Open Gov Partner Approach: Chief Technology Office (Post 5 of 8 in Series)


A CTO's mission is to leverage the power of technology to improve service delivery and drive innovation within agencies. They are responsible for the transformation of capital - be it monetary, intellectual, or political - into technology that is aligned with agency strategic goals. They are concerned with the architecture, design & development, security, operational integrity, system support and maintenance across the IT organization.


A common misconception is that Open Gov is about implementing new Web 2.0 tools across agencies, thus CTO’s are key implementers of this change. The truth is that CTO’s are important to Open Gov, but are just one of many key participants. What is also true is that Web 2.0 tools are an important piece of attaining true Open Gov, but are not the sole contributors to its success.

The CTO should be responsible for delivering IT solutions with a focus on technical problem solving, thus when standing up an open government tool, they will be particularly concerned with the following questions:

  • What tools will best solve agency needs?
  • What are the latest Web 2.0 technologies available for use?
  • What applications and services can my agency leverage by taking advantage of offerings on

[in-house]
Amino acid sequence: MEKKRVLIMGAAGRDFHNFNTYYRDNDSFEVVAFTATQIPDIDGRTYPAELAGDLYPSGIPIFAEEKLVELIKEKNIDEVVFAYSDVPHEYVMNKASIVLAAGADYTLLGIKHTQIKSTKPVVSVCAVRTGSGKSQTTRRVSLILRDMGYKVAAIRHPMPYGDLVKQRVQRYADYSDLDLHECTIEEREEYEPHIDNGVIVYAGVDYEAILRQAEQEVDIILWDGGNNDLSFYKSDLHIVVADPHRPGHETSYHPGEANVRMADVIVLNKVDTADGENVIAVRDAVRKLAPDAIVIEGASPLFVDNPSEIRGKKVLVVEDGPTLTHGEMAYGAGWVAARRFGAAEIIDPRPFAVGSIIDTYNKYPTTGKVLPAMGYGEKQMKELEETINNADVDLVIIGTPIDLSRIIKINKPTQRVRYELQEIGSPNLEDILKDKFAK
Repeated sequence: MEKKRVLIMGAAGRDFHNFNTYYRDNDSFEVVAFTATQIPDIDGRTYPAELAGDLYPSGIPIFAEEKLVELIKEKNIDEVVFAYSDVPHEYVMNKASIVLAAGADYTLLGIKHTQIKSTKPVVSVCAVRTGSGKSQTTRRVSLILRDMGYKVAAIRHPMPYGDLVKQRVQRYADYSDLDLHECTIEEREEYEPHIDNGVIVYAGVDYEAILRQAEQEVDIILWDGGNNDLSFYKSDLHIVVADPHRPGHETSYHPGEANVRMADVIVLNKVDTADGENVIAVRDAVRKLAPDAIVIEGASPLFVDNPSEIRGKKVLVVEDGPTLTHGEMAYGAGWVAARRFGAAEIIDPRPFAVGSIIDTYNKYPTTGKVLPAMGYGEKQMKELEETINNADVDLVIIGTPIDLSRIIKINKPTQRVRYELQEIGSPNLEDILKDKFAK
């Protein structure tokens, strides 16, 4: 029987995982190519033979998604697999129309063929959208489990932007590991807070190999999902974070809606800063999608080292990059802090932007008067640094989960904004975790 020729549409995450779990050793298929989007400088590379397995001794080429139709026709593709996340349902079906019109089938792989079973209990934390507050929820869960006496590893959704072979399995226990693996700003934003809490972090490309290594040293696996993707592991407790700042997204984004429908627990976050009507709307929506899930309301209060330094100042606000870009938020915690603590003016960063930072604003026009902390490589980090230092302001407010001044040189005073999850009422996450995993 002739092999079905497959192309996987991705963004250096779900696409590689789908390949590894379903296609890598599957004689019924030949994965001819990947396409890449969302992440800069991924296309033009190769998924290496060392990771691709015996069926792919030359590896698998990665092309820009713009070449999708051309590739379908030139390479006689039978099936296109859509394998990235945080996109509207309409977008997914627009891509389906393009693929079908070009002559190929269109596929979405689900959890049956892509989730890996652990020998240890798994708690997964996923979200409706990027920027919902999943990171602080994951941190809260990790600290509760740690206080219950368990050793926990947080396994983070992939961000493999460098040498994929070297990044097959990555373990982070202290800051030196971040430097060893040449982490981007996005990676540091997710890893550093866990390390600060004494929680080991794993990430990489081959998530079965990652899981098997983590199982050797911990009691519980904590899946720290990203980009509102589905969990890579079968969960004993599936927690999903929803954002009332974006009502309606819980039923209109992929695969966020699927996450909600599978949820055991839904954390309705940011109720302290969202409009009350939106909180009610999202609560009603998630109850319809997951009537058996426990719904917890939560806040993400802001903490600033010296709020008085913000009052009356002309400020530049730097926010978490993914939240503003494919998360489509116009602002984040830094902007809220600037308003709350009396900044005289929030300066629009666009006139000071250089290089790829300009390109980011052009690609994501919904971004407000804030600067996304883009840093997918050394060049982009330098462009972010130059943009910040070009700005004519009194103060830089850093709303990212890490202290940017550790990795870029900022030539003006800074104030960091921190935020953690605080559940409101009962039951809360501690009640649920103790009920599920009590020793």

• How can my agency effectively leverage to increase transparency, citizen participation and collaboration?
  • What contests can my agency create to encourage citizen collaboration and participation? What applications can they build to help my agency achieve mission goals?

Partner’s Bottom Line:

In order to implement an open government tool that considers the answers to each of these questions, CTO’s should:

  • Utilize the latest technology solutions offered on including business applications, cloud IT services, productivity applications, and social media applications. Leverage terms of service already agreed upon by GSA and approved for use across the government.
  • Bring OGC, OPA, and HR offices into the fold as early as possible before making final decisions on tools to implement. All will be involved in open government decisions, especially as they relate to the introduction of new social media and Web 2.0 technologies.
  • Ensure a robust business needs governance structure is in place which allows program level stakeholders to request new technologies to meet their individual needs, while considering the overall enterprise architecture. Ensure duplicate technologies are minimized.